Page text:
The Letters of John Keats

By Maurice Buxton Forman; John Keats | Go to book overview

36. To BENJAMIN ROBERT HAYDON. Saturday 10 Jan. 1818.

Address: Benjamin Robert Haydon ∣ Lisson Grove North ∣ Paddington

Postmarks: HAMPSTEAD and JA 10 1818

Saturday Morn.

My dear Haydon,

I should have seen you ere this, but on account of my sister being in Town: so that when I have sometimes made ten paces towards you, Fanny has called me into the City; and the Xmas Holydays are your only time to see Sisters, that is if they are so situated as mine. I will be with you early next week--to night it should be, but we have a sort of a Club every Saturday evening--to morrow--but I have on that day an insuperable engagement--Crips has been down to me, and appears sensible that a binding to you would be of the greatest advantage to him--if such a thing be done it cannot be before £150 or £200 are secured in subscriptions to him. I will write to Bailey about it, give a Copy of the Subscribers names to every one I know who is likely to get a £5 for him. I will leave a Copy at Taylor and Hesseys, Rodwell and Martin--and will ask Kingston and Co. to cash up.

Your friendship for me is now getting into its teens--and I feel the past. Also eve〈r〉y day older I get--the greater is my idea of your atchievements in Art: and I am convinced that there are three things to rejoice at in this Age--The Excursion Your Pictures, and Hazlitt's depth of Taste.

Your's affectionately

John Keats--


From BENJAMIN ROBERT HAYDON to KEATS. 〈Jan. 1818.〉

No address or postmark.

My dear Keats, I feel greatly delighted by your high opinion, allow me to add sincerely a fourth to be proud of--John Keats' genius!--this I speak from my heart--You & Bewick are the only men I ever liked with all my heart, for Wordsworth being older, there is no equality tho' I reverence him and love him devotedly--and now you know my peculiar feelings in wishing to have a notice when you cannot keep an engagement with me; there can never be as long as we live any ground of dispute between us--My Friendship for you is beyond its teens, & beginning to ripen to maturity--I always saw through your nature at once & you shall always find me a devoted & affectionate Brother.--With respect to Cripps, I sincerely think it would be for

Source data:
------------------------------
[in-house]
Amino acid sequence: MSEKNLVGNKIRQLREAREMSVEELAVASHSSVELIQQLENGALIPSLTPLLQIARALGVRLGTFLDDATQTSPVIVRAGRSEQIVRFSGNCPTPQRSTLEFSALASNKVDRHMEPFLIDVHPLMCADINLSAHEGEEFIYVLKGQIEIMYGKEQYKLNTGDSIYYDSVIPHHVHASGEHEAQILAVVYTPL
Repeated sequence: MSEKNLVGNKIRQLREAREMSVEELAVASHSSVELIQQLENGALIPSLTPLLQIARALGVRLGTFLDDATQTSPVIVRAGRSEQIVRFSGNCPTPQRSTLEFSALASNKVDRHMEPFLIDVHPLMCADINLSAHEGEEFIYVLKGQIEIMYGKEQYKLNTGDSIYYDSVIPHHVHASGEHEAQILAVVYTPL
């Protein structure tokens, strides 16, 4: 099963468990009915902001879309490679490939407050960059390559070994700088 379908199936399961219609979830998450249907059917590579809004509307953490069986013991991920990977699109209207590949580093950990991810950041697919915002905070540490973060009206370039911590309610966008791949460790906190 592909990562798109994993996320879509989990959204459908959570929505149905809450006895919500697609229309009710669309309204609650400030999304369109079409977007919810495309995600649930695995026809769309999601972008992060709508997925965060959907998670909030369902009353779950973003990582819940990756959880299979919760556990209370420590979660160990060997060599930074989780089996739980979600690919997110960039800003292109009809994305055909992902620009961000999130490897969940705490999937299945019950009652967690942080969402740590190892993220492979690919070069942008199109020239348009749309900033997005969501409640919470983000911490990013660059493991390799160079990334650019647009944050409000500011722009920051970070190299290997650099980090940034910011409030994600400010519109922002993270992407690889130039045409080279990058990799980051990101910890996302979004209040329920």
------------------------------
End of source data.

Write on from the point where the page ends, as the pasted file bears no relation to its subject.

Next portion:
-79-

Notes for this page

Add a new note
If you are trying to select text to create highlights or citations, remember that you must now click or tap on the first word, and then click or tap on the last word.
One moment ...
Default project is now your active project.
Project items

Items saved from this book

This book has been saved
Highlights (0)
Some of your highlights are legacy items.

Highlights saved before July 30, 2012 will not be displayed on their respective source pages.

You can easily re-create the highlights by opening the book page or article, selecting the text, and clicking “Highlight.”

Citations (0)
Some of your citations are legacy items.

Any citation created before July 30, 2012 will labeled as a “Cited page.” New citations will be saved as cited passages, pages or articles.

We also added the ability to view new citations from your projects or the book or article where you created them.

Notes (0)
Bookmarks (0)

You have no saved items from this book

Project items include:
  • Saved book/article
  • Highlights
  • Quotes/citations
  • Notes
  • Bookmarks
Notes
Cite this page

Cited page

Style
Citations are available only to our active members.
Sign up now to cite pages or passages in MLA, APA and Chicago citation styles.

(Einhorn, 1992, p. 25)

(Einhorn 25)

1

1. Lois J. Einhorn, Abraham Lincoln, the Orator: Penetrating the Lincoln Legend (Westport, CT: Greenwood Press, 1992), 25, http://www.questia.com/read/27419298.

Cited page

Bookmark this page
The Letters of John Keats
Table of contents

Table of contents

Settings

Settings

Typeface
Text size Smaller Larger Reset View mode
Search within

Search within this book

Look up

Look up a word

  • Dictionary
  • Thesaurus
Please submit a word or phrase above.
Print this page

Print this page

Why can't I print more than one page at a time?

Help
Full screen
/ 566

matching results for page

    Questia reader help

    How to highlight and cite specific passages

    1. Click or tap the first word you want to select.
    2. Click or tap the last word you want to select, and you’ll see everything in between get selected.
    3. You’ll then get a menu of options like creating a highlight or a citation from that passage of text.

    OK, got it!

    Cited passage

    Style
    Citations are available only to our active members.
    Sign up now to cite pages or passages in MLA, APA and Chicago citation styles.

    "Portraying himself as an honest, ordinary person helped Lincoln identify with his audiences." (Einhorn, 1992, p. 25).

    "Portraying himself as an honest, ordinary person helped Lincoln identify with his audiences." (Einhorn 25)

    "Portraying himself as an honest, ordinary person helped Lincoln identify with his audiences."1

    1. Lois J. Einhorn, Abraham Lincoln, the Orator: Penetrating the Lincoln Legend (Westport, CT: Greenwood Press, 1992), 25, http://www.questia.com/read/27419298.

    Cited passage

    Thanks for trying Questia!

    Please continue trying out our research tools, but please note, full functionality is available only to our active members.

    Your work will be lost once you leave this Web page.

    For full access in an ad-free environment, sign up now for a FREE, 1-day trial.

    Already a member? Log in now.